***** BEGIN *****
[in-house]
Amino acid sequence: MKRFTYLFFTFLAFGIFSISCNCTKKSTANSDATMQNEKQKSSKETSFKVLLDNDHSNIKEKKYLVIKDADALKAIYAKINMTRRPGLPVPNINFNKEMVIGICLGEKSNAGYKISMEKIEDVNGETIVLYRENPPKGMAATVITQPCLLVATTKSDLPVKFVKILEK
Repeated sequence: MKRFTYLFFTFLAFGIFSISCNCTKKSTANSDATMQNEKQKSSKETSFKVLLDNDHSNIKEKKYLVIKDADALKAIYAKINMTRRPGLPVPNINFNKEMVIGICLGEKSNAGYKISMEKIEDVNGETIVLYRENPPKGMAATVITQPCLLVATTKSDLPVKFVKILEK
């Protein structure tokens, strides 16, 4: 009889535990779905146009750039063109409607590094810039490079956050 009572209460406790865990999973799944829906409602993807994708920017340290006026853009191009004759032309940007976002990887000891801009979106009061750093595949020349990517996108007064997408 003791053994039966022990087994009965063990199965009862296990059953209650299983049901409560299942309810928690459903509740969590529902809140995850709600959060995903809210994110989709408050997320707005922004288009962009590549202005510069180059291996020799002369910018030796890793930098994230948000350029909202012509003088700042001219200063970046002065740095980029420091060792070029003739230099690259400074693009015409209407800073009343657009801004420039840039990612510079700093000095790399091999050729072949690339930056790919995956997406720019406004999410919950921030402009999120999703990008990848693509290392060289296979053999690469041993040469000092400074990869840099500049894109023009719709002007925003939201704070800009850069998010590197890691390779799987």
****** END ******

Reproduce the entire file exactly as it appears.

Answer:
[in-house]
Amino acid sequence: MKRFTYLFFTFLAFGIFSISCNCTKKSTANSDATMQNEKQKSSKETSFKVLLDNDHSNIKEKKYLVIKDADALKAIYAKINMTRRPGLPVPNINFNKEMVIGICLGEKSNAGYKISMEKIEDVNGETIVLYRENPPKGMAATVITQPCLLVATTKSDLPVKFVKILEK
Repeated sequence: MKRFTYLFFTFLAFGIFSISCNCTKKSTANSDATMQNEKQKSSKETSFKVLLDNDHSNIKEKKYLVIKDADALKAIYAKINMTRRPGLPVPNINFNKEMVIGICLGEKSNAGYKISMEKIEDVNGETIVLYRENPPKGMAATVITQPCLLVATTKSDLPVKFVKILEK
């Protein structure tokens, strides 16, 4: 009889535990779905146009750039063109409607590094810039490079956050 009572209460406790865990999973799944829906409602993807994708920017340290006026853009191009004759032309940007976002990887000891801009979106009061750093595949020349990517996108007064997408 003791053994039966022990087994009965063990199965009862296990059953209650299983049901409560299942309810928690459903509740969590529902809140995850709600959060995903809210994110989709408050997320707005922004288009962009590549202005510069180059291996020799002369910018030796890793930098994230948000350029909202012509003088700042001219200063970046002065740095980029420091060792070029003739230099690259400074693009015409209407800073009343657009801004420039840039990612510079700093000095790399091999050729072949690339930056790919995956997406720019406004999410919950921030402009999120999703990008990848693509290392060289296979053999690469041993040469000092400074990869840099500049894109023009719709002007925003939201704070800009850069998010590197890691390779799987």